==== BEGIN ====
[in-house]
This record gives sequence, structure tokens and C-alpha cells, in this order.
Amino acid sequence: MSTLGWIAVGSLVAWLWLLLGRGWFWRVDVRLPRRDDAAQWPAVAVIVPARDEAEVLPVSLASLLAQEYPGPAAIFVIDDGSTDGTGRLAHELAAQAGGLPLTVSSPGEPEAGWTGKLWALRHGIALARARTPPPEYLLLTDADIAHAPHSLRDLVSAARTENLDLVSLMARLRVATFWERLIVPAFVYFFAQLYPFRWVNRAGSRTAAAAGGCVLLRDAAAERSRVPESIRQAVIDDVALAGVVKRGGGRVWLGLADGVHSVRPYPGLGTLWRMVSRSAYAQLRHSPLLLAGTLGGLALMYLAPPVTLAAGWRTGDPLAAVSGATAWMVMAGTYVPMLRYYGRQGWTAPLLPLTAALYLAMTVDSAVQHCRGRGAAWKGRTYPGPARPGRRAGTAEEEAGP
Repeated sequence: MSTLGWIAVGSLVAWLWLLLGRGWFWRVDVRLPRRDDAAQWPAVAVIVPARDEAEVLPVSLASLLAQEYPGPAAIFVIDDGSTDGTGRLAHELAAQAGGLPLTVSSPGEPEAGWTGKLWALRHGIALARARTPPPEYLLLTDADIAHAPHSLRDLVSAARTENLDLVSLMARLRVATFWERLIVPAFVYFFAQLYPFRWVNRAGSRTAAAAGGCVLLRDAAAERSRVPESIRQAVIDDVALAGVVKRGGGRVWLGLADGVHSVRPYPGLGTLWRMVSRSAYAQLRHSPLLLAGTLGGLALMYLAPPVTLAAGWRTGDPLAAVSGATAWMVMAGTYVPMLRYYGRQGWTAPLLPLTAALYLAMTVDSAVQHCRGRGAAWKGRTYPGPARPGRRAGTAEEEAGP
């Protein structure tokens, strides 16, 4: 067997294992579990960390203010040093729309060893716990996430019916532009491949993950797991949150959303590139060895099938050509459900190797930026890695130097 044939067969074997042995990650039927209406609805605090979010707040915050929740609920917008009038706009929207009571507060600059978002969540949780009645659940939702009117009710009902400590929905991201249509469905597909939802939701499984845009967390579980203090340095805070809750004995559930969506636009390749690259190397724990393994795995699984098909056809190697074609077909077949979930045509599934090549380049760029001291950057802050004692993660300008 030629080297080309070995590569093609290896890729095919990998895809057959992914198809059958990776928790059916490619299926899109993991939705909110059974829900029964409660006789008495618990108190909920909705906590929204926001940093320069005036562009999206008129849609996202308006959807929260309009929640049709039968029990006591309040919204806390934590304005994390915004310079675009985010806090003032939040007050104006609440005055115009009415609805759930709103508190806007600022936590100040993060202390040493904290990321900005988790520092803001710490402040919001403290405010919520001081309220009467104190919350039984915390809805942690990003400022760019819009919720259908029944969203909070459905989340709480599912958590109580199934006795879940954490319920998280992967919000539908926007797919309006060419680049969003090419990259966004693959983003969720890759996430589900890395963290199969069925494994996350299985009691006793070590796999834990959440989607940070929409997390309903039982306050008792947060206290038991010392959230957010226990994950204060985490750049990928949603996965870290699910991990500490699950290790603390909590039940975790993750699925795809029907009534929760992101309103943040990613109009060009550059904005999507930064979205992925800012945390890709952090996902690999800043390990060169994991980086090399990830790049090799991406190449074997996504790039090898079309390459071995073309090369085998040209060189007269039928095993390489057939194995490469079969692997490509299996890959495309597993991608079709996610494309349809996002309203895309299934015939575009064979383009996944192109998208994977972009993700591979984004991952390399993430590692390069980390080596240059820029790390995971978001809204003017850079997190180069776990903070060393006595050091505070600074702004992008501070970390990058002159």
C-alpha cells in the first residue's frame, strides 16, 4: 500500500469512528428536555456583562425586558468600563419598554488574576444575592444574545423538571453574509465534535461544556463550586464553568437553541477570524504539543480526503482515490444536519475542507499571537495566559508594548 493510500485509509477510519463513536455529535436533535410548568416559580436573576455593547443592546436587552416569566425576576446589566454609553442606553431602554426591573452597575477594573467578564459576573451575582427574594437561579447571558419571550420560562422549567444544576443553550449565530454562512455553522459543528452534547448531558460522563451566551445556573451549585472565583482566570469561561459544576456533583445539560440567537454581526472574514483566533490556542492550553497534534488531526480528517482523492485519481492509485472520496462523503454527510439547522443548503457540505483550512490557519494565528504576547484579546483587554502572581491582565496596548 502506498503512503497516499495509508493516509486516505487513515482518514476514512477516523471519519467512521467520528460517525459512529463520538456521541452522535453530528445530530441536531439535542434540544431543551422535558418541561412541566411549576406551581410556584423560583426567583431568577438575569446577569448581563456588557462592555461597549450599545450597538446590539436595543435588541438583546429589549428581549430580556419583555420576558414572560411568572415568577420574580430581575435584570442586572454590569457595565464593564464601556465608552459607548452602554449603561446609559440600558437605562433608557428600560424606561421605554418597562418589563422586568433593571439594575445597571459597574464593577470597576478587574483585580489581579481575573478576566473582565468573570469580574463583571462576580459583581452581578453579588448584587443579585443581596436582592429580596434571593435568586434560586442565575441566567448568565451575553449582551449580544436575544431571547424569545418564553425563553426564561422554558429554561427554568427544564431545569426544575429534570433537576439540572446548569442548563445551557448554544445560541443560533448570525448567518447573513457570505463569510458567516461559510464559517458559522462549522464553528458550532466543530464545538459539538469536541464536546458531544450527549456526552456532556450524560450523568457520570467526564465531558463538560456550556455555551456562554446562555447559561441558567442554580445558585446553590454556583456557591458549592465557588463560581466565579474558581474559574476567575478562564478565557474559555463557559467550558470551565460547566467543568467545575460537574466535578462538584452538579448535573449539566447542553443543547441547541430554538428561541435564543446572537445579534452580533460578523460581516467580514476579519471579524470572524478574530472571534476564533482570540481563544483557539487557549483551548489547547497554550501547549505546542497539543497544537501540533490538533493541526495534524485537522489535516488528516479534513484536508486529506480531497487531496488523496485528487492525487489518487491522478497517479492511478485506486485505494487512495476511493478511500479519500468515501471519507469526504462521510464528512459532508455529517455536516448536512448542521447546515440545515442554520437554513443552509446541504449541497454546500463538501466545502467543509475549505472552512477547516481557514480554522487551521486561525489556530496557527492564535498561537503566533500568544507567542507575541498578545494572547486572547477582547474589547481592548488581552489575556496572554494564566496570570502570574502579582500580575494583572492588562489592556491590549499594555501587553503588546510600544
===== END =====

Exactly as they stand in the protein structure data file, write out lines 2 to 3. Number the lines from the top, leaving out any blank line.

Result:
This record gives sequence, structure tokens and C-alpha cells, in this order.
Amino acid sequence: MSTLGWIAVGSLVAWLWLLLGRGWFWRVDVRLPRRDDAAQWPAVAVIVPARDEAEVLPVSLASLLAQEYPGPAAIFVIDDGSTDGTGRLAHELAAQAGGLPLTVSSPGEPEAGWTGKLWALRHGIALARARTPPPEYLLLTDADIAHAPHSLRDLVSAARTENLDLVSLMARLRVATFWERLIVPAFVYFFAQLYPFRWVNRAGSRTAAAAGGCVLLRDAAAERSRVPESIRQAVIDDVALAGVVKRGGGRVWLGLADGVHSVRPYPGLGTLWRMVSRSAYAQLRHSPLLLAGTLGGLALMYLAPPVTLAAGWRTGDPLAAVSGATAWMVMAGTYVPMLRYYGRQGWTAPLLPLTAALYLAMTVDSAVQHCRGRGAAWKGRTYPGPARPGRRAGTAEEEAGP